The country of Georgia is divided into ten viticulture and winemaking zones and sub-zones, according to Georgian Law "On Grapes and Wine": Kakheti, Kartli, Meskheti, Imereti, Racha, Lechkhumi, Guria, Samegrelo, Abkhazia, and Ajara.
Tell me about Kakheti, Georgia's leading region for wine production.
Today, the total area of vineyards in Georgia is around 55 thousand hectares, with 76.7% located in Kakheti, which borders Russia to the northeast and Azerbaijan to the south. The areas further north benefit from their closer proximity to the main Caucasus Mountain Range and the cool breezes that flow south. The main growing area straddles both sides of the Alazani River and is called the Alazani Valley. Kakheti’s climate is moderate, tending towards subtropical, with hot and dry summers and temperate winters.
What are the most commonly used grapes in Georgian wines and their characteristics?
Saperavi for the reds and Rkatsiteli for the whites. Saperavi, Georgia's most widely planted red grape, holds a significant role in the past and future of Georgian winemaking. Found in all viticulture districts, particularly in Kakheti, this ancient grape is versatile, producing dry red wines with high aging potential and naturally semi-sweet and delightful rosé wines. Saperavi, meaning "something to color with," is known for its inky, opaque appearance and aromas ranging from dark berries to spices.
Rkatsiteli is Georgia's superstar! This historic vine is the country’s most widely grown variety, planted on 34% of all vineyard surface areas. Arguably one of the oldest grape varieties in the world, Rkatsiteli is especially predominant in eastern Georgia. Documentation suggests Rkatsiteli has been cultivated for over 2000 years (and some researchers argue much longer), particularly along the Alazani River.
Rkatsiteli, whose name means “red stem” (rka=vine cane; tsiteli=red), is favored by growers because it is less finicky as to site and can achieve relatively high sugars while retaining its acidity; contemporary bottlings easily can have 13% alcohol by volume. It is arguably most expressive when grown on the northwestern part of the Alazani Valley in Kakheti on calcareous soils.
Rkatsiteli’s cylindrical, medium-sized bunches contain medium-sized, oval berries; when dry-farmed, the grapes acquire a pinkish-yellow hue. Late-budding (the end of April) and late-maturing (early October, after Mtsvane Kakhuri), for vitis vinifera, Rkatsiteli is relatively resistant to downy mildew when grown in Kakheti; it is less resistant in the western, more humid regions. A hardy vine, it can withstand most winter frosts.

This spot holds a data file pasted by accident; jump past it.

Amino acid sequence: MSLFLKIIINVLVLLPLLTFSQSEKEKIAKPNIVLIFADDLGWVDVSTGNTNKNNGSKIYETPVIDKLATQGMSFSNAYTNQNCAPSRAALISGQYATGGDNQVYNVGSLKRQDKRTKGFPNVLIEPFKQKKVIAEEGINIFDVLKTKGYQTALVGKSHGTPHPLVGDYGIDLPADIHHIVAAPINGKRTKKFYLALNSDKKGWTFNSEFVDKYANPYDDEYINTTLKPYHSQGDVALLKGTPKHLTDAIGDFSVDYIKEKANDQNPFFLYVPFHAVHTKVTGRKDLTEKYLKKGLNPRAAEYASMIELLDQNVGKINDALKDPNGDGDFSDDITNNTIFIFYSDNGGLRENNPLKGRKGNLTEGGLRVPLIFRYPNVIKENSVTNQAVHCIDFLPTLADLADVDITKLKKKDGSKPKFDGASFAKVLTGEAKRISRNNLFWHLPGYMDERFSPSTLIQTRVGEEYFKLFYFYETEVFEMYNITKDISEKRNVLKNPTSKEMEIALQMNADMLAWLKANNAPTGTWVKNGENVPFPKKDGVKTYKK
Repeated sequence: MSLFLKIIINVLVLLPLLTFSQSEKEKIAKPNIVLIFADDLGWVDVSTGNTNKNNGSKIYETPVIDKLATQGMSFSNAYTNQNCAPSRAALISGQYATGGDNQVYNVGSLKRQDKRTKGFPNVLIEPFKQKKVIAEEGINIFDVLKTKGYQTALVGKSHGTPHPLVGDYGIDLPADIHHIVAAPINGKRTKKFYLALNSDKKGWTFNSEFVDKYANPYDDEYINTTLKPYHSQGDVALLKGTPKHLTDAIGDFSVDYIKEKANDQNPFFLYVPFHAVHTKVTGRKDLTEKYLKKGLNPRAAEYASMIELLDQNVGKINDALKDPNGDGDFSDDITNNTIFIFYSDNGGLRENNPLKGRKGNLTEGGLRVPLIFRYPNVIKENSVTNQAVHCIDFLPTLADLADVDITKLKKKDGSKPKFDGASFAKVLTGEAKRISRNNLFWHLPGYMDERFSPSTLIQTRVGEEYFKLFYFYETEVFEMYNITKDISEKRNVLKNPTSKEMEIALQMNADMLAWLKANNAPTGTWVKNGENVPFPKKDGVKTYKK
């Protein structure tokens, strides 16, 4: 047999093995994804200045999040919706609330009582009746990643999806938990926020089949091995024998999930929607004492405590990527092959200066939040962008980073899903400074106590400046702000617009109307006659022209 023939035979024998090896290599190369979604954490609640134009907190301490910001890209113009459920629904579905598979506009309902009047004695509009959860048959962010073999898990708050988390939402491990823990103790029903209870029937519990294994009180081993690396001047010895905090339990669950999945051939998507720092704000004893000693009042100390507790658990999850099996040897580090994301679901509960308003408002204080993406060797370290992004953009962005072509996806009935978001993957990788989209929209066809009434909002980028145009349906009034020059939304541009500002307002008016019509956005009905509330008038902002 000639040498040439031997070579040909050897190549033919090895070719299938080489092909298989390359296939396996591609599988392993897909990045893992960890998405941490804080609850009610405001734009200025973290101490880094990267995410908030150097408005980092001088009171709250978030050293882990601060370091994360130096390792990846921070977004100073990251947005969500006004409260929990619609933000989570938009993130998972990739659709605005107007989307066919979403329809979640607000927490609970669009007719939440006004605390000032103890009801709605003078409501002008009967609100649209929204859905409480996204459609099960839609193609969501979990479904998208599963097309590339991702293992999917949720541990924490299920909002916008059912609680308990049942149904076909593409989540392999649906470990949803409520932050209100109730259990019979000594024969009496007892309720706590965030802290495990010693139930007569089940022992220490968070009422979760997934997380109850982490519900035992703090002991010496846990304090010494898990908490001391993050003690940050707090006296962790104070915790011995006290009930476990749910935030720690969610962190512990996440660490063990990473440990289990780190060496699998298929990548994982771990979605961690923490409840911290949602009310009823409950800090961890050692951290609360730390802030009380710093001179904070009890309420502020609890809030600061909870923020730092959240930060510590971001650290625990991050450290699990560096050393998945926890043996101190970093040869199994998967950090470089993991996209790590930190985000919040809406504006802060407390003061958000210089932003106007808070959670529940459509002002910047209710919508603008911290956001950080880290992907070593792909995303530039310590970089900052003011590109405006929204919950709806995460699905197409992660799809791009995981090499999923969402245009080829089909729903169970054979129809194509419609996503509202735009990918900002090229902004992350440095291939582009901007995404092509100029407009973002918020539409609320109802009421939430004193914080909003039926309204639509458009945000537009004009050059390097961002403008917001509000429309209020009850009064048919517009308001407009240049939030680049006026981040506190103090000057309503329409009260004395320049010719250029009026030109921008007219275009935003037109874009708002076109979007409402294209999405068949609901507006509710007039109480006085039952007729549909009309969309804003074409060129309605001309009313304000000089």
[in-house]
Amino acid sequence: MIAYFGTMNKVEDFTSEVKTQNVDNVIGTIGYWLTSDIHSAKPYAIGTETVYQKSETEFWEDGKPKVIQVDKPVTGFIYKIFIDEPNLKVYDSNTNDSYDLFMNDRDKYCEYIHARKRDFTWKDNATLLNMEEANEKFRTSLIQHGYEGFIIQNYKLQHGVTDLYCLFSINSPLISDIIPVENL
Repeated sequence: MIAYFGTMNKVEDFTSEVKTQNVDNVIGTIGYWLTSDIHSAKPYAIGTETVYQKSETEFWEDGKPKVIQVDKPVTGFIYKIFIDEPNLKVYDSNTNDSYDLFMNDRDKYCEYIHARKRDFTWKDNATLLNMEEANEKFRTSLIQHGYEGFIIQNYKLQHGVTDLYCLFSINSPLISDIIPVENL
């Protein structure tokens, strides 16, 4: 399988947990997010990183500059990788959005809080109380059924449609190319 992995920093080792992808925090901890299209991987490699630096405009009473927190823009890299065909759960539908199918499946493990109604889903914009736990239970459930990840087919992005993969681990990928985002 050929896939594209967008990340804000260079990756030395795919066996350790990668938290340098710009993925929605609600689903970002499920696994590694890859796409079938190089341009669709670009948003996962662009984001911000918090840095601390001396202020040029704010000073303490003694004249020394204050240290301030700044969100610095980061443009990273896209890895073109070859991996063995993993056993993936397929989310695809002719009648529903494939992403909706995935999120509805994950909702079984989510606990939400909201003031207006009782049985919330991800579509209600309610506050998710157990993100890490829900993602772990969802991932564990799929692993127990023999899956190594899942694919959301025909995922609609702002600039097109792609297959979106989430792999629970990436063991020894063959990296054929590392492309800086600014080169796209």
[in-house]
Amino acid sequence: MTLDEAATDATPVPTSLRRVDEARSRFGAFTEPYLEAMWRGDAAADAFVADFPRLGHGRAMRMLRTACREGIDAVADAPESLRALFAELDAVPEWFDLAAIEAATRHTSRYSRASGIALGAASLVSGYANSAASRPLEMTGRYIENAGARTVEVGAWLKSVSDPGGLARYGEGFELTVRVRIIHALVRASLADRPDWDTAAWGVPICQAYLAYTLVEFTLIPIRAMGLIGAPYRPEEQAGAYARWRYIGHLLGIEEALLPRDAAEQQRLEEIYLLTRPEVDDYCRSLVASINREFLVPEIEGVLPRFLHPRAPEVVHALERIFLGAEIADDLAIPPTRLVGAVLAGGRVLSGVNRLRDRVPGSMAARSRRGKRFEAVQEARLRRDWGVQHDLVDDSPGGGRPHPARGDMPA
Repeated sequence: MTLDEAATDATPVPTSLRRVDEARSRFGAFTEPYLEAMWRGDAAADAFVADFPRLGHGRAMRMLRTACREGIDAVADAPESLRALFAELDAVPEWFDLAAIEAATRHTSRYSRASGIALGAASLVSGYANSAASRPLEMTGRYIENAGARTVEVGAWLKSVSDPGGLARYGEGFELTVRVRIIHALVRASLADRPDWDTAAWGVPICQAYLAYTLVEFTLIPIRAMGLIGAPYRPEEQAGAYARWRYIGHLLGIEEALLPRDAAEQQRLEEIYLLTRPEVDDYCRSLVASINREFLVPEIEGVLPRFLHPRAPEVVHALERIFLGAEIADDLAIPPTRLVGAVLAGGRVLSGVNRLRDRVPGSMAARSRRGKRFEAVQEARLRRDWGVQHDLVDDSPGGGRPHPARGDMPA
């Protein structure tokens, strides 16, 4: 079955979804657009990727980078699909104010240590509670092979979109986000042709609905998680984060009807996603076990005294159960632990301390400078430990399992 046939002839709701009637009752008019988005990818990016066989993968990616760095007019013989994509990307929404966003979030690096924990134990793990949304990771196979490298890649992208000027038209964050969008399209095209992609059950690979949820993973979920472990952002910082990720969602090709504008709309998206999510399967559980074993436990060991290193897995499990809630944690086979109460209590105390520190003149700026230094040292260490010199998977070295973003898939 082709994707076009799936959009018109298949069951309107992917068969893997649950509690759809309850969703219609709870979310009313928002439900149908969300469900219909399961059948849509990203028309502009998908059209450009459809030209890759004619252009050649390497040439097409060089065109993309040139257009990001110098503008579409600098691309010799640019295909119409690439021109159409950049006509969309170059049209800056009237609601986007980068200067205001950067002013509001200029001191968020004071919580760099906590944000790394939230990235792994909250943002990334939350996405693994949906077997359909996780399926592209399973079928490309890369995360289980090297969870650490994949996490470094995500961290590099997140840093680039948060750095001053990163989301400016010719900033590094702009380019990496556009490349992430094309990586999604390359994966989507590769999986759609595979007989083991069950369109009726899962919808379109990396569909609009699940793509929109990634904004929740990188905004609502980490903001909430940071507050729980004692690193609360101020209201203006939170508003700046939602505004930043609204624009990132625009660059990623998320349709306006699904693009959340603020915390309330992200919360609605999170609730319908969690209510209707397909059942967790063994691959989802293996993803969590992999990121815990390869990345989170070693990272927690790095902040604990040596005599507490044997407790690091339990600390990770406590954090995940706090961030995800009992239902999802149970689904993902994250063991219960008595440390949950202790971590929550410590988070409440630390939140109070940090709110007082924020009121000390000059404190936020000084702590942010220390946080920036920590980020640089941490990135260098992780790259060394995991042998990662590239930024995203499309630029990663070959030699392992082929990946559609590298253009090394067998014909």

Rkatsiteli is produced through both traditional and European vinification methods and is the principal grape in most Kakhetian white wines. Because Rkatsiteli has relatively quiet aromatics, it is often blended with 15-20 percent Mtsvane Kakhuri to add high-toned aromatics and soften the resulting wine. When vinified in the European style, Rkatsiteli offers subtle floral aromas with citrus, quince, and apple notes. If vinified in qvevri, the wine is typically more powerful, moderately tannic, and has crisp acidity; the oxidative handling elicits flavors of honey, dried orange peel, spices, apricots, and other stone fruits.
I’ve heard that the market in Georgia for its own wine is very low because every family makes their own wine. Is that true?
Yes, most families make wine for family consumption. Even my father makes wine. Every family in the villages and even in Tbilisi has small vineyards, and most of the families make wine. But, it should be noted that the consumption of bottled wine has increased significantly in recent years. Under the influence of the Soviet Union, there was a rather bad perception of bottled, factory-made wine, and home-made wine was considered the best and most reliable during that time. However, along with the development of the wine industry, the quality of the wine from the large wine producers has changed and improved, and consumer perception (mostly the new generation) has also changed. Tourism development is also worth noting, contributing to the increase in the consumption of bottled wine in the local market.
A recent research study said that wine was being made 3,000 years earlier than was believed. And it wasn't only coming from today's Georgia, the Caucuses. How does Georgia respond to those claims?
Using archaeological discoveries for nationalistic purposes, however, is a common practice, and many countries claim to be “First,” “the Cradle,” or “a unique culture.” This sometimes manifests itself as a form of competition, a rivalry to boost a country’s importance.
As for now, the World Scientific Society recognized that the earliest trace of winemaking was discovered in Georgia, and the earliest traces of viticulture and cultivated wine, which date back to the 6th -5th Millennia B.C., were found in the ancient Neolithic settlement in Georgia.
If scientists discover earlier facts and traces of winemaking in another area tomorrow, this will not affect the importance of the fact that Georgians have been making wine for 8000 years. We only welcome more clarification of the facts in the history of wine. However, until this happens, we can say for sure that the people from Gadachrili Gora were the world’s earliest winemakers.
Is there anything else you want to add?
We want to tell the world about Georgia’s great history of winemaking—how people from Georgia were the world’s earliest winemakers and how Georgia’s wine culture is entwined with the country's national identity. But this doesn’t mean that Georgia remains in the “past.” Through a long journey, Georgian wine has become very modern, fun, friendly, and vibrant.
We would like consumers to taste Georgian wine not only occasionally when they decide to taste something unique but also to make it a part of their daily lives. We are a country with a history of wine that no one else in the world has, and we are focused on development and confident in a successful future.